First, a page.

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Pink Floyd: Live at Pompeii

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Pink Floyd: Live at Pompeii
Pink-floyd-poster.jpg
Original theatrical film poster
Directed by Adrian Maben
Starring Pink Floyd
Music by Pink Floyd
Cinematography
Edited by Jose Pinheiro
Distributed by Universal Pictures
Release date
  • November 1972 (1972-11)
Running time
64 minutes
Country
  • France
  • Belgium
  • West Germany[1]
Language English

Pink Floyd: Live at Pompeii is a 1972 concert documentary film directed by Adrian Maben and featuring the English rock group Pink Floyd performing at the ancient Roman amphitheatre in Pompeii, Italy. Although the band perform a typical live set from the era, there is no audience beyond the basic film crew.

The main footage in and around the amphitheatre was filmed over four days in October 1971, using the band's regular touring equipment, including studio-quality 16-track tape recorders. Additional footage filmed in a Paris television studio the following December was added for the original 1972 release. The film was then re-released in 1974 with additional studio material of the band working on The Dark Side of the Moon, and interviews at Abbey Road Studios.

The film has subsequently been released on video numerous times, and in 2002 a Director's cut DVD appeared which combined the original footage from 1971 with more contemporary shots of space and the area around Pompeii, assembled by Maben. A number of bands have taken inspiration from the film in creating their own videos, or filming concerts without an audience.

Background

The amphitheatre at Pompeii where most of the footage was filmed.

Pink Floyd had already experimented with filming outside the context of a standard rock concert, including an hour-long performance in KQED TV studios in April 1970.[2] Adrian Maben had become interested in combining art with Pink Floyd's music,[3] and during 1971, he attempted to contact the band's manager, Steve O'Rourke, to discuss the possibilities of making a film to achieve this aim. After his original plan of mixing the band with assorted paintings had been rejected, Maben went on holiday to Naples in the early summer.[4]

During a visit to Pompeii, he lost his passport, and went back to the amphitheatre he had visited earlier in the day in order to find it. Walking around the deserted ruins, he thought the silence and natural ambient sounds present would make a good backdrop for the music.[4] He also felt that filming the band without an audience would be a good reaction to earlier films such as Woodstock and Gimme Shelter, where the films paid equal attention to performers and spectators.[3] One of Maben's contacts at the University of Naples, a professor who was a Pink Floyd fan, managed to persuade the local authorities to close the amphitheatre for six days that October for filming.[5]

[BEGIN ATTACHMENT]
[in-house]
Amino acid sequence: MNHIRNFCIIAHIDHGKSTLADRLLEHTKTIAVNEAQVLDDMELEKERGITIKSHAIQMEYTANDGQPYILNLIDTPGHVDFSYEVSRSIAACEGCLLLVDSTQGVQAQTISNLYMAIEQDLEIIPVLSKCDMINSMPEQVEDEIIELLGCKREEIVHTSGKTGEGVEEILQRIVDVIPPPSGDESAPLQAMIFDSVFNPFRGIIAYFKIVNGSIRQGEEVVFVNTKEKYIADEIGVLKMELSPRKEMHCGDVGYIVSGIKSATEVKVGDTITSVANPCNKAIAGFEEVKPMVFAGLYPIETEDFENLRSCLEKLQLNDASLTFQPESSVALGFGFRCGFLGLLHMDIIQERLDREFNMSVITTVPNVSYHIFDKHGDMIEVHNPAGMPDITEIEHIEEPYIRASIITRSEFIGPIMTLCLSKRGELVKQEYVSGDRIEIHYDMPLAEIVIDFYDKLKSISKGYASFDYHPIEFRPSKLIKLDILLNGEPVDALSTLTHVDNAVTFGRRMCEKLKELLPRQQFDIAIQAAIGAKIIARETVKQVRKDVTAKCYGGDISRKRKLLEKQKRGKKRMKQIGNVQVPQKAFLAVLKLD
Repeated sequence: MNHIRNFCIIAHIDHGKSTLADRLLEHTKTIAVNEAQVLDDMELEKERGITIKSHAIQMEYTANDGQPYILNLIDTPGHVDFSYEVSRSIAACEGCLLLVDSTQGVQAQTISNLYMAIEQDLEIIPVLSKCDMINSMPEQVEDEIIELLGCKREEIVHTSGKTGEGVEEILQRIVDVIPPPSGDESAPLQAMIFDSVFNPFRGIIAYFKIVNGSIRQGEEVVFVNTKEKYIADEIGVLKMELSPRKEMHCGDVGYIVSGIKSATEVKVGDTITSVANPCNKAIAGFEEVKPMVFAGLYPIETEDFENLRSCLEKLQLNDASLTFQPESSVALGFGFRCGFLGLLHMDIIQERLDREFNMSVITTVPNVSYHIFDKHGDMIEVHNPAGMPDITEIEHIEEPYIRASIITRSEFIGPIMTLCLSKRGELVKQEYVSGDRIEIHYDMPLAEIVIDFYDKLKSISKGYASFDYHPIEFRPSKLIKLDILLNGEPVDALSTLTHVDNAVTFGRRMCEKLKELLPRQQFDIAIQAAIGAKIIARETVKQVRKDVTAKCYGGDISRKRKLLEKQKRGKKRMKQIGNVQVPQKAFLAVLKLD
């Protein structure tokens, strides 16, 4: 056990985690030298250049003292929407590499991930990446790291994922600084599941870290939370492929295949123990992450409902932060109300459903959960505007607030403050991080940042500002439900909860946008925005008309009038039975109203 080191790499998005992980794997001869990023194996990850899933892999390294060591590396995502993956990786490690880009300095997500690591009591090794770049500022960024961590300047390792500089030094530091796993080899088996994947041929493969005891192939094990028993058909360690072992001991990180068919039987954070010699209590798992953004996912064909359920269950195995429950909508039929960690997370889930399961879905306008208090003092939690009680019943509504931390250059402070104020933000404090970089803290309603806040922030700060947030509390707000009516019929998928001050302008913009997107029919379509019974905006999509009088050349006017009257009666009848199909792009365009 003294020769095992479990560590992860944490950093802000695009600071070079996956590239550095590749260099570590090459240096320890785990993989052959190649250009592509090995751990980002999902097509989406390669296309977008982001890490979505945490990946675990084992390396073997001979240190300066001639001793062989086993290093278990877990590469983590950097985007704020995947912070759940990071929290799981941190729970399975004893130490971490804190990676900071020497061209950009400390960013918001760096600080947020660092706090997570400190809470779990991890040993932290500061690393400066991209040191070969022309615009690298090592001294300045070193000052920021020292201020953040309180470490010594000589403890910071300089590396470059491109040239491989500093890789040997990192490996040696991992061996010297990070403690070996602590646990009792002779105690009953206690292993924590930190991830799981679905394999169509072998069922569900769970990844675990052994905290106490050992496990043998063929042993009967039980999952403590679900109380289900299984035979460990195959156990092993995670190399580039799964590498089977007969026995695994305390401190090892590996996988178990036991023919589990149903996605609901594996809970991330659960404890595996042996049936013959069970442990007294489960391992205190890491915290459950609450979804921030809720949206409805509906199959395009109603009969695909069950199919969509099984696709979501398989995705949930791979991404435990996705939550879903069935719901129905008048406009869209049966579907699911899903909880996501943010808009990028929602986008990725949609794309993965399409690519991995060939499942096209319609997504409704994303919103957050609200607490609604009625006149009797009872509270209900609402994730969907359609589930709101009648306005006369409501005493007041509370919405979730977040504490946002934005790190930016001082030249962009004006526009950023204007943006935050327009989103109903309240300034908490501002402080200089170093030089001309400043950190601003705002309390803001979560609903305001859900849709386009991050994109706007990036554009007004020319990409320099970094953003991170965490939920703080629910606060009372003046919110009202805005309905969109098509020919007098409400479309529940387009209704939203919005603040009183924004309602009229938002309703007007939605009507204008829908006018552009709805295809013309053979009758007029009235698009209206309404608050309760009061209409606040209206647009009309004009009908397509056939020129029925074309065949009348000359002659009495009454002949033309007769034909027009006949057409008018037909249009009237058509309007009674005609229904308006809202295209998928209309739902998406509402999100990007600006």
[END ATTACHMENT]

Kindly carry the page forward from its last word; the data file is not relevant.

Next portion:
Filming

Pompeii

A shot of this Roman mosaic appeared at the start of "Careful with That Axe, Eugene"

The performances of "Echoes", "A Saucerful of Secrets", and "One of These Days" were filmed from 4 to 7 October 1971.[6] O'Rourke delivered a demo to Maben in order for him to prepare for the various shots required, which he finally managed to do the night before filming started. The choice of material was primarily the band's, but while Maben realised it was important to include material from the band's new album Meddle, he was also keen to include "Careful with That Axe, Eugene" and "A Saucerful of Secrets", as he felt they would be good numbers to film.[5]

The band insisted on playing live, and brought their regular touring gear with them. Their roadie, Peter Watts, suggested that their 16-track recorder would produce a sound comparable to a studio recording. In addition, it transpired that the natural echo of the amphitheatre provided good acoustics for the recording.[5]The equipment was carried by truck from London, and took three days to reach Pompeii. When it arrived, it was discovered there was insufficient power to drive the equipment correctly.[4] This issue plagued filming for several days, and was finally resolved by running a lengthy cable from the local town hall.[5]

The first section of footage to be filmed were montage shots of the band walking around Boscoreale, mixed with shots of volcanic mud,[3] which can be seen at various points in "Echoes" and "Careful with That Axe, Eugene". For the live performances, the band recorded portions of the songs in sections, which were later spliced together. After each take, they listened to the playback on headphones. Maben closed all the entrances to the amphitheatre, but a few children managed to sneak in, and were allowed to watch the filming quietly from a distance.[5]

Paris

Richard Wright's Farfisa Compact Duo is featured prominently on several songs in the film, particularly "Set the Controls for the Heart of the Sun" and "Echoes Part 2".

The remaining songs were filmed in Studio Europasonor, Paris, from 13–20 December[3][7] and can be distinguished by the absence of Richard Wright's beard. To fit in with the theme of the earlier work in Pompeii, the filming around Boscoreale, along with stock footage of waterfalls and lava and various shots of Roman mosaics and drawings from the Naples National Archaeological Museum were added into the Paris footage.[8][5] Maben also filmed additional transflex footage for insertion into the Pompeii performances. While both the director and the band were disappointed with this footage, due to a lack of time and money, there was no alternative left but to use it.[5]